Cable Trade Groups Take FCC To Court Over Digital Discrimination Rules

Adoption of the disparate impact standard exceeds the FCC’s statutory authority, NCTA says.

Cable Trade Groups Take FCC To Court Over Digital Discrimination Rules
Photo of Roman Martinez of Latham & Watkins, the lead attorney on the NCTA petition

WASHINGTON, February 20, 2024 – Cable-affiliated Internet Service Providers are challenging new federal digital discrimination rules in federal court in Washington, D.C, the second major legal case to target the rules.

The suit was filed Friday in the U.S. Court of Appeals for the District of Columbia Circuit by NCTA - The Internet & Television Association and ACA Connects, which combined represent hundreds of broadband ISPs, the vast majority of them small.

Last November, the Federal Communications Commission adopted digital discrimination rules in implementing Section 60506 of the Infrastructure Investment and Jobs Act of 2021, a law that also includes $42.45 billion in broadband deployment grants.

The FCC’s rules not only cover intentional discrimination but also unintentional acts under a legal doctrine known as “disparate impact,” which can hold parties liable and subject to fines and other penalties regardless of intent.

“This standard applies to a staggering array of ‘covered elements of service,’ including not only the deployment of broadband facilities, but also prices, speeds, network reliability, customer service, language options, credit checks, advertising, and much more,” the cable associations said in the court filing.

Adoption of the disparate impact standard, they said, “exceeds the FCC’s statutory authority; is arbitrary, capricious, and an abuse of discretion within the meaning of the Administrative Procedure Act … and is otherwise contrary to law.”

In November, FCC Chair Jessica Rosenworcel said the rules were “the first bipartisan civil rights law focused on the digital age” that will allow aggrieved parties to file complaints with the agency over digital discrimination tied to income level, race, ethnicity, color, religion, or national origin.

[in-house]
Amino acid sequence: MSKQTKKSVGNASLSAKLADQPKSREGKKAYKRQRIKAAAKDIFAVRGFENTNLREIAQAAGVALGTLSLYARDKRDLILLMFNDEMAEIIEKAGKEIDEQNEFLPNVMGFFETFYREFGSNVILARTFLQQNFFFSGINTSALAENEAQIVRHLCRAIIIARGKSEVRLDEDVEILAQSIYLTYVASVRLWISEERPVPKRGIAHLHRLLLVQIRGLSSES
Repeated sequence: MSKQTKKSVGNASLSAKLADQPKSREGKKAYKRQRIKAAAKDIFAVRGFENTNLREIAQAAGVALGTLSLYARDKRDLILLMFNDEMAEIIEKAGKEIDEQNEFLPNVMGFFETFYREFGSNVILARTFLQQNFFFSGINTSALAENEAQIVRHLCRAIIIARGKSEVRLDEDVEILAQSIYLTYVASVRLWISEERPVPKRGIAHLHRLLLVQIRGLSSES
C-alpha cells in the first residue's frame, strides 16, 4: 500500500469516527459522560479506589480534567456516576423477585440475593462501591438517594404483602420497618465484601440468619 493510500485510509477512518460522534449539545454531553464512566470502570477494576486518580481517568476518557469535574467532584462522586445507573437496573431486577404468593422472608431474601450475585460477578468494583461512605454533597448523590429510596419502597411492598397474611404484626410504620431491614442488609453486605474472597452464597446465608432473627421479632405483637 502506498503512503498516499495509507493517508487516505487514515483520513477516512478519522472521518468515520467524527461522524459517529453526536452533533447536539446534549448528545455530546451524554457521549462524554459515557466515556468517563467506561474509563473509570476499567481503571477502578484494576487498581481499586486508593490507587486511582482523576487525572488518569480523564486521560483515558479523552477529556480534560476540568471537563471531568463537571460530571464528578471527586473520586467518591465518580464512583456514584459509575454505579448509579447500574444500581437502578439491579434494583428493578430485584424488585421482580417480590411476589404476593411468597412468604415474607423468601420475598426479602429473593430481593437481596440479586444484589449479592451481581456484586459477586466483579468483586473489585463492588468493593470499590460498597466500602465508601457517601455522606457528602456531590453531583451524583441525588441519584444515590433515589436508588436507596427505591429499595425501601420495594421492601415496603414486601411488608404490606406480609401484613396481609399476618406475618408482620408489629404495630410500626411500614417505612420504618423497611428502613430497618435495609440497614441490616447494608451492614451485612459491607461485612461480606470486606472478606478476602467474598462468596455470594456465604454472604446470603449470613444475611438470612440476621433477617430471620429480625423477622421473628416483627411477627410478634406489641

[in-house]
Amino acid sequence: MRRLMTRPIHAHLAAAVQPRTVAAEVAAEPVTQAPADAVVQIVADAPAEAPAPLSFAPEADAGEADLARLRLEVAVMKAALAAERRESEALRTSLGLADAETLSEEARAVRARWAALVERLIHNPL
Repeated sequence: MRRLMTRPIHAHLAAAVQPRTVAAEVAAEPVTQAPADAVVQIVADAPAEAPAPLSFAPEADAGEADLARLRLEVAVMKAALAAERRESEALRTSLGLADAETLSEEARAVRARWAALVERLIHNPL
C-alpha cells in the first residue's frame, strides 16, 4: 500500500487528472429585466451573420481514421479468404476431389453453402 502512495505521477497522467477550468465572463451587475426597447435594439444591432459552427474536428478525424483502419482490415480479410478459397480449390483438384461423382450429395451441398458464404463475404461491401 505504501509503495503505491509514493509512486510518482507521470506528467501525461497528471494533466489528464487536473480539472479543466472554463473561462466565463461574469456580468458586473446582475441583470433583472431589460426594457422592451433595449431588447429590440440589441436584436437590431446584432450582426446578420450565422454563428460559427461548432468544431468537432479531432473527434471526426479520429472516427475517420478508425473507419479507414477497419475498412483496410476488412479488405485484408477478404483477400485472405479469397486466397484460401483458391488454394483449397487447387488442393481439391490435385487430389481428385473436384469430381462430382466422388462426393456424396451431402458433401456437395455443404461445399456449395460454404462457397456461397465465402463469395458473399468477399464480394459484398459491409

“These rules are strong. When you consider Congress explicitly directed us to ‘prevent’ and ‘eliminate’ digital discrimination of access, they had better be. But I would also argue that they are fair and reasonable,” Rosenworcel said in a Nov. 15 statement.

FCC implementation of Section 60506 allows for ISPs to raise issues of “technical and economic feasibility” as legitimate reasons why equal access to a network may not be possible.

“We will review those defenses carefully and thoughtfully on a case-by-case basis,”  Rosenworcel said.

The cable groups did not seek a stay or an injunction, likely meaning a lengthy appellate review, perhaps a few years if the case were to reach the U.S. Supreme Court. The FCC's rules take effect March 22, 2024, according to the Federal Register.

NCTA represents many of the largest cable ISPs, including Comcast Corp., Charter Communications, and Cox Communications. ACA Connects represents hundreds of small ISPs, including Cable One, Great Plains Communications, and All West Communications.

Last month, the U.S. Chamber of Commerce and two Texas-based business groups filed suit against the FCC, claiming the digital discrimination rules were overbroad in “covering nearly every business practice related to providing access to broadband – including pricing – and exerting authority over any business or local government involved in facilitating that access.”

The Chamber’s case was filed in the U.S. Court of Appeals for the Fifth Circuit, whose jurisdiction includes Mississippi, Louisiana, and Texas.

Ted Hearn is the Editor of Policyband, a new website dedicated to comprehensive coverage of the broadband communications market. A version of this piece was published on Policyband on February 20, 2024, and is reprinted with permission.

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